$137.8B U.S. ad spend for top 200 advertisers
Negative mentions are actually a great opportunity to engage and turn the situation from turn the situation from one of dealing with an adversary to one encouraging them to become an advocate. If you can find, respond and delight customers who have posted negative comments, that can speak volumes for your customer service. After all, customer service is the new PR, and it provides a great ROI.
Positive mentions, on the other hand, provide an opportunity for you to capture these kind words, and stream them on your website or in such other places as a blog. So think of them as a new form of the customer referral.
But after several years of reading, trafficking and routing both positive and negative mentions in my organization, I now realize there has to be more out in the social sphere than just monitoring social media.
If you think about it, there are at least two solid years of user-generated content out in the social sphere. The most recent Super Bowl represents a prime example of the sheer volume of conversations that can be created about brands, and how far advertisers will go to tap into those conversations to get some social lift for their brands.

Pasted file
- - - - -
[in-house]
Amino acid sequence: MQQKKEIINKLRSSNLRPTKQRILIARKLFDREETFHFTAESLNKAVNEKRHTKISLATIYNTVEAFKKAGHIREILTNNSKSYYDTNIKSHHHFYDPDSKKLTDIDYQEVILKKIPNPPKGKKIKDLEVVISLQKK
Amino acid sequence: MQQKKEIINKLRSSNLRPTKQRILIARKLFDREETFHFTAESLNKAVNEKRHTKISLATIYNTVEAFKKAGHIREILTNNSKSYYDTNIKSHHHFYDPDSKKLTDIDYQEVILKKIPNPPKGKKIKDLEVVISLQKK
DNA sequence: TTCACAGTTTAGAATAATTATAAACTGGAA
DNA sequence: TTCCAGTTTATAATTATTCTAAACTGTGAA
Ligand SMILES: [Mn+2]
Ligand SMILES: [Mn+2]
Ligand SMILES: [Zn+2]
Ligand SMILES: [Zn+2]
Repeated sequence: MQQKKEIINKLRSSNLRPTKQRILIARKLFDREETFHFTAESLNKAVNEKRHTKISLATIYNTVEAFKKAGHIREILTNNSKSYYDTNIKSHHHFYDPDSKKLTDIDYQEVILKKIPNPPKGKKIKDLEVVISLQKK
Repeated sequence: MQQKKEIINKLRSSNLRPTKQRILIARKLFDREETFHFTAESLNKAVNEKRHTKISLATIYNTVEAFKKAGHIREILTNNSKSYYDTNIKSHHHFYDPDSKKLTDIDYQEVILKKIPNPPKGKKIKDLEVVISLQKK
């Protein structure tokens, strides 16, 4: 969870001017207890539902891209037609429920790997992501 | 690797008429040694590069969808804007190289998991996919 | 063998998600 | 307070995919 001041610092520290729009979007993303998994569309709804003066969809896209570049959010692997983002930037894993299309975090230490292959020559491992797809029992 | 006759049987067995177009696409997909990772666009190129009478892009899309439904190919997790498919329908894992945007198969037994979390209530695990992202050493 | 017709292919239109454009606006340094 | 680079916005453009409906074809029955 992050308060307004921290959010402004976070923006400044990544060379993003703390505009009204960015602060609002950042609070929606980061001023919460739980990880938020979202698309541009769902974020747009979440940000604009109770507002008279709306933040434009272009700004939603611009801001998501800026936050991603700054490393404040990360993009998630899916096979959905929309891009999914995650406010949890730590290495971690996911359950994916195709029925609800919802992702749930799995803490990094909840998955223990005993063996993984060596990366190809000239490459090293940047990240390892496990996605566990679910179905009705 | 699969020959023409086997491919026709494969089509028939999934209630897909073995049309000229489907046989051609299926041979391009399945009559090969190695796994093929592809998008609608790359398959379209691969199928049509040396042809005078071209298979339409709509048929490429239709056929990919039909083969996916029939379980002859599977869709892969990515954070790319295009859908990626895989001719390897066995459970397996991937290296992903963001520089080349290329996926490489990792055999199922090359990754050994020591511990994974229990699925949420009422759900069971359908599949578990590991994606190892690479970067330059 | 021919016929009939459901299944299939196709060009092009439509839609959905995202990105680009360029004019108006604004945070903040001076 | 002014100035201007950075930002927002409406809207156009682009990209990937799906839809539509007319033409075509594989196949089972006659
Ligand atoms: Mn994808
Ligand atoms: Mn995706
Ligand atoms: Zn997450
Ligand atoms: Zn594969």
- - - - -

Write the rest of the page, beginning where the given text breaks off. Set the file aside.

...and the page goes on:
But all of this monitoring for mentions is very reactive. I think the next frontier of social media is something much more proactive.
One of the things I can tell you from reading two years of mentions is that, if you read them closely enough, you will begin to find that your customer has some needs that are not being met. Whether a particular mention is directed at your brand or some other brand's product or service in your space, it tends to talk about an individual's wants and desires, providing insight into actions you might take in the future.
The problem is, you always have to be listening to find such comments—and Boolean searches won't help since you won't know what to search for. The very act of searching presupposes you know something of what you are looking for.
You need a way to objectively mine social conversations to help “preinform” your marketing spending. What kind of insights will help here? Some include gaining knowledge of what the market really wants from vendors in your space, where adjacent markets that you can move into are, what content really resonates with your audience and where to place your advertising dollars so they provide the greatest reach.
There is a vast sea of unstructured social data about everything you can imagine out there that can be used to help preinform your decision-making in marketing. That's the challenge facing marketers today. Are you ready for the next frontier?